3. In appeal it is contended by Mr. Narayanaswami Aiyar that any transfer by the third defendant in favour of the plaintiff cannot affect the first defendant's rights to settle accounts with the lessee, that the only right of the plaintiff is against any money that is payable to the third defendant and that there was no question of any surrender in this case and the plaintiff is not entitled to claim any possession as against the first defendant or his assignee the second defendant and relied strongly on the cases in Achuta v. Kali I.L.R.(1884) 7 Mad. 545 Vasudeva Shenoi v. Damodaran I.L.R.(1899) 23 Mad. 86 and Visvanatha Aiyar v. Chinnu Kutti Amma (1926) M.W.N. 249 and Nochulliyil Eashuvan Theethisson v. The Eralpad Rajah : (1917)32MLJ442 . A The cases relied on by him only establish that a Malabar Jenmi is entitled to set off the arrears of rent against the compensation payable to the kanomdar, that any pledge of the kanamdor's right cannot affect the right of the jenmi and that this principle also applies to the case of Verumpattom but as indicated in Vasudeva Shenoi v. Damodaran I.L.R.(1899) 23 Mad. 86 the right of the landlord to accept surrender and settle accounts with tenants must be without notice of the transfer by the lessee of his interest to another. The case in Visvanatha Aiyar v. Chinnu Kutti Amma (1926) M.W.N. 249 only lays down that there is no privity between a jenmi and the mortgagee of the kanomdar's interest who is not in possession of the estate and that a mortgagee of that interest takes his mortgage subject to the liability of the kanomdar's interest being redeemed. But the question in this case is whether a voluntary surrender of the third defendant of his interest in the property while there was an outstanding mortgage is binding on the mortgagee.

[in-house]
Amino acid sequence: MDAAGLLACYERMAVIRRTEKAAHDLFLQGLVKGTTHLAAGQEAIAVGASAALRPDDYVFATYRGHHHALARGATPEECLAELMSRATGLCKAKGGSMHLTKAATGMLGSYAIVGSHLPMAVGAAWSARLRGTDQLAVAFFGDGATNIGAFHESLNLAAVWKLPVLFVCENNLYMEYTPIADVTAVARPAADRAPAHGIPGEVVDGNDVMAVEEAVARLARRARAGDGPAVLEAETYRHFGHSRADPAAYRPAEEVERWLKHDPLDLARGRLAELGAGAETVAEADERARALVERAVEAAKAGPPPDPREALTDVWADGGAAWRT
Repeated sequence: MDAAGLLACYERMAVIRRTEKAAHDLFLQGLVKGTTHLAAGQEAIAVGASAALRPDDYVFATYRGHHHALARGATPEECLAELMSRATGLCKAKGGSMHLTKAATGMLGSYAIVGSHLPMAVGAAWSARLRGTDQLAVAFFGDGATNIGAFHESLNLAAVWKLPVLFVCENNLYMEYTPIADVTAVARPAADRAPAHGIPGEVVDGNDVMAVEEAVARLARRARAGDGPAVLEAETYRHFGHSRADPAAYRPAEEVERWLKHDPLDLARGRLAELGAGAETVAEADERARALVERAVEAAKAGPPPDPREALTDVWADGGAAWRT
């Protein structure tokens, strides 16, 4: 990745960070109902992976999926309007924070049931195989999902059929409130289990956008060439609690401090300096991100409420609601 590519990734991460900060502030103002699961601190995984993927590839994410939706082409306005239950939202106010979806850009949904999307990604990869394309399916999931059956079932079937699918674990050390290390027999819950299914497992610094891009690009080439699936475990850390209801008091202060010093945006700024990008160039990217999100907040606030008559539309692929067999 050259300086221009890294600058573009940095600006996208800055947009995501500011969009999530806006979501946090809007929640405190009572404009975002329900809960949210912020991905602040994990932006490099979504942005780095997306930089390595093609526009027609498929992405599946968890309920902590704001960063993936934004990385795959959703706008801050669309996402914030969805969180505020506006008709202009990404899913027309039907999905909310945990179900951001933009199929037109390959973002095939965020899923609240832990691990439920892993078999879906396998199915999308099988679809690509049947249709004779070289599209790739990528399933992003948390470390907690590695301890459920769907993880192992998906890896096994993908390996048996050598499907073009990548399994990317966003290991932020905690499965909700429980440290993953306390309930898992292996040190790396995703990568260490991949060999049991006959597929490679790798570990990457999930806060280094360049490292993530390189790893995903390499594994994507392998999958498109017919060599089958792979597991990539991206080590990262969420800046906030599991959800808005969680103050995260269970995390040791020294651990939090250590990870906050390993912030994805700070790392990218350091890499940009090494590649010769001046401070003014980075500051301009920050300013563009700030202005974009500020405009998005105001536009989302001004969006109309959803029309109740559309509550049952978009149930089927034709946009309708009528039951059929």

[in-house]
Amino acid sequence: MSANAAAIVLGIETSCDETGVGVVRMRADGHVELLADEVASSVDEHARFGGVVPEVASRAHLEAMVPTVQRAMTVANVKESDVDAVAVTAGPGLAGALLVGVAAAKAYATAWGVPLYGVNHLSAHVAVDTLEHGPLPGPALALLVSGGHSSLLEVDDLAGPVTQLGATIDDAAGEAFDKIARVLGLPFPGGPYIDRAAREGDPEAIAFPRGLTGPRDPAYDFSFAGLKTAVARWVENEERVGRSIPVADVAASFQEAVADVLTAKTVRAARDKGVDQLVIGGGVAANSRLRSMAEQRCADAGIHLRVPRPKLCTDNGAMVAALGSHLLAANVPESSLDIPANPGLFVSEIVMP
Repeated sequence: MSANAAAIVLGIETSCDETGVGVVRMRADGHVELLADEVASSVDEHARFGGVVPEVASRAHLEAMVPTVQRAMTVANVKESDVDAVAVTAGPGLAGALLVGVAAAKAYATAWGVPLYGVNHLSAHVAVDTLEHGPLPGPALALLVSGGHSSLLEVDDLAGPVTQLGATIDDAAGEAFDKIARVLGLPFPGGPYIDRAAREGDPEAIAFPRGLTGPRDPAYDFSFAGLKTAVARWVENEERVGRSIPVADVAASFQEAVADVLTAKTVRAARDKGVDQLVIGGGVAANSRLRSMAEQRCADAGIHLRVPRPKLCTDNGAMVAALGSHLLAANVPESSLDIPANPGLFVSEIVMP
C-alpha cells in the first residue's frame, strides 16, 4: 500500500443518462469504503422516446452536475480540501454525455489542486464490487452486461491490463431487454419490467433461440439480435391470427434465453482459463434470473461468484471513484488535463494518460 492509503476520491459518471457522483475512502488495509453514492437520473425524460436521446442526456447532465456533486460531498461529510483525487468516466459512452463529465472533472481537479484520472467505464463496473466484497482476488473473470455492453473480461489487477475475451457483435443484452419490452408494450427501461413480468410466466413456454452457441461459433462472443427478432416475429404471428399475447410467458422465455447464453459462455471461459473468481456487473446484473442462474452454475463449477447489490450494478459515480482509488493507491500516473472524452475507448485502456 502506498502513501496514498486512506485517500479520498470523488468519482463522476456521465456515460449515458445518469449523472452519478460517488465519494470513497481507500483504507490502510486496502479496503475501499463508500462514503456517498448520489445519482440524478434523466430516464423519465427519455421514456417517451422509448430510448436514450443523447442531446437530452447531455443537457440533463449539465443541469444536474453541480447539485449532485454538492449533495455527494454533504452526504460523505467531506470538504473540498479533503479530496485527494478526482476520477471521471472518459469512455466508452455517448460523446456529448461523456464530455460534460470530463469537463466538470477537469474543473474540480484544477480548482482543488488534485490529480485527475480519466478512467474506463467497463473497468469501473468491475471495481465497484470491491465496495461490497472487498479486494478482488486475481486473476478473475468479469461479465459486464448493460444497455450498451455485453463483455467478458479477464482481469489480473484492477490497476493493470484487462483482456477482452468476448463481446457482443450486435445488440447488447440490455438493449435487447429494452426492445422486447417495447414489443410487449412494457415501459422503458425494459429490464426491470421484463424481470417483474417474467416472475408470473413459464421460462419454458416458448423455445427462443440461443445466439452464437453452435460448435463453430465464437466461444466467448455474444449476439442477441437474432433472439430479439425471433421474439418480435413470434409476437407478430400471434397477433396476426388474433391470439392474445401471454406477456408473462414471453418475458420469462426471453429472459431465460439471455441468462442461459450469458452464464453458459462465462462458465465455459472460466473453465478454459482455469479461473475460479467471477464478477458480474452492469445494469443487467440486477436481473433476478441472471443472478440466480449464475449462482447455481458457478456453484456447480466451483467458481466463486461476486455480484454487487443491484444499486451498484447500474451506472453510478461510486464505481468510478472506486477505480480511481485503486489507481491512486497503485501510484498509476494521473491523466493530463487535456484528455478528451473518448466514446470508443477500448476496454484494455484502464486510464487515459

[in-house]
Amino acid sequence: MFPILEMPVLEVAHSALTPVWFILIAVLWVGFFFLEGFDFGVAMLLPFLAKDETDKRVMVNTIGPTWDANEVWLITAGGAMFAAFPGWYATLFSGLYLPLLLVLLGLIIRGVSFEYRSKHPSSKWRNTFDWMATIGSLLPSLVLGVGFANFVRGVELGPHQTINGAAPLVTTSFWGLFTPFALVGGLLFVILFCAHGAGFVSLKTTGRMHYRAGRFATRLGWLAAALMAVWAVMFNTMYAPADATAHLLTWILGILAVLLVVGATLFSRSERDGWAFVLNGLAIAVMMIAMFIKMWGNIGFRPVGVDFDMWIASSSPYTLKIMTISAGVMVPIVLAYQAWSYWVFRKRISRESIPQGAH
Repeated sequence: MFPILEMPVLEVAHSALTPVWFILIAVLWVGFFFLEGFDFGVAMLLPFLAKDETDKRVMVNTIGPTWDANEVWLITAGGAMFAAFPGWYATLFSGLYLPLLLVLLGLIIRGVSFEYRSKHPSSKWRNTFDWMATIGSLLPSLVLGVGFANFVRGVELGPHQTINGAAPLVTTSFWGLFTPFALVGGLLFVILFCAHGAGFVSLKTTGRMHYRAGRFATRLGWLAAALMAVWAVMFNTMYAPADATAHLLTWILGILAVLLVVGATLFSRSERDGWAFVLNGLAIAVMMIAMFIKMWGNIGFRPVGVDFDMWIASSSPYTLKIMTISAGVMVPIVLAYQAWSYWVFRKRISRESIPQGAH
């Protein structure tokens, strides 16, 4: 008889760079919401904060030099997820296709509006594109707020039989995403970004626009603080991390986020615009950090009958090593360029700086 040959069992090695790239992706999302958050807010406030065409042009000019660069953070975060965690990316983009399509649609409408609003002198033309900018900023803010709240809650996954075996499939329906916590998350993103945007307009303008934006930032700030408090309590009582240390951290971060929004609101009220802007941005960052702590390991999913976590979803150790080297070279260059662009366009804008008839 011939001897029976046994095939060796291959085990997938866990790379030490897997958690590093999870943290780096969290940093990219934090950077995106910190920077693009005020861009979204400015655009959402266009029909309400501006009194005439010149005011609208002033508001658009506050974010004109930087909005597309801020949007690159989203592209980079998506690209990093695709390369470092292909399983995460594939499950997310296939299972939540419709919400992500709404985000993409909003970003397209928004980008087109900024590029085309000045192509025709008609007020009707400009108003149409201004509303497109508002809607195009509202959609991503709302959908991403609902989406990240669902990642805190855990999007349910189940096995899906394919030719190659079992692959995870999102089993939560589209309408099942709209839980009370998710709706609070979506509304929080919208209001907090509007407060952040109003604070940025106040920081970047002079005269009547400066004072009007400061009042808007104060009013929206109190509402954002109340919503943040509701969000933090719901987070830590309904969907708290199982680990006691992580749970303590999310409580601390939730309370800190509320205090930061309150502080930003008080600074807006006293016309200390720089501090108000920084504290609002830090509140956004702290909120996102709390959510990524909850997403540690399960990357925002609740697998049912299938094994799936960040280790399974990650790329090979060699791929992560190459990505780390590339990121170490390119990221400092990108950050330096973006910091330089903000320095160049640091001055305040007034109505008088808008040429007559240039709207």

4. Though he is verumpattomdar the third defendant is entitled to remain in possession of the property until Munpattom of Rs. 500 and the value of the improvements are paid to him. Under Section 5 of the Malabar Compensation for Tenant's Improvements Act, notwithstanding the determination of the tenancy he is entitled to remain in possession of the property until ejectment in execution of a decree or order of Court and a tenant so continuing in possession shall during such continuance hold as a tenant subject to the terms of the lease. Therefore under the law the third defendant was entitled to remain in possession as a tenant and he had sufficient interest in law to render it assignable or transferable and it is not open to a tenant to effect a voluntary surrender to the prejudice of the person to whom he has assigned his interest in the land. Though such a surrender might be operative as between the surrenderor and the surrenderee yet as against the assignee the estate or interest of the tenant in the land must be held to continue. In the London and Westminister Loan and Discount, Co. Ltd. v. Drake (1859) 8 C.B. (N.S.) 798 : 141 E.R. 664 Williams, J., explains the effect of such a voluntary surrender thus: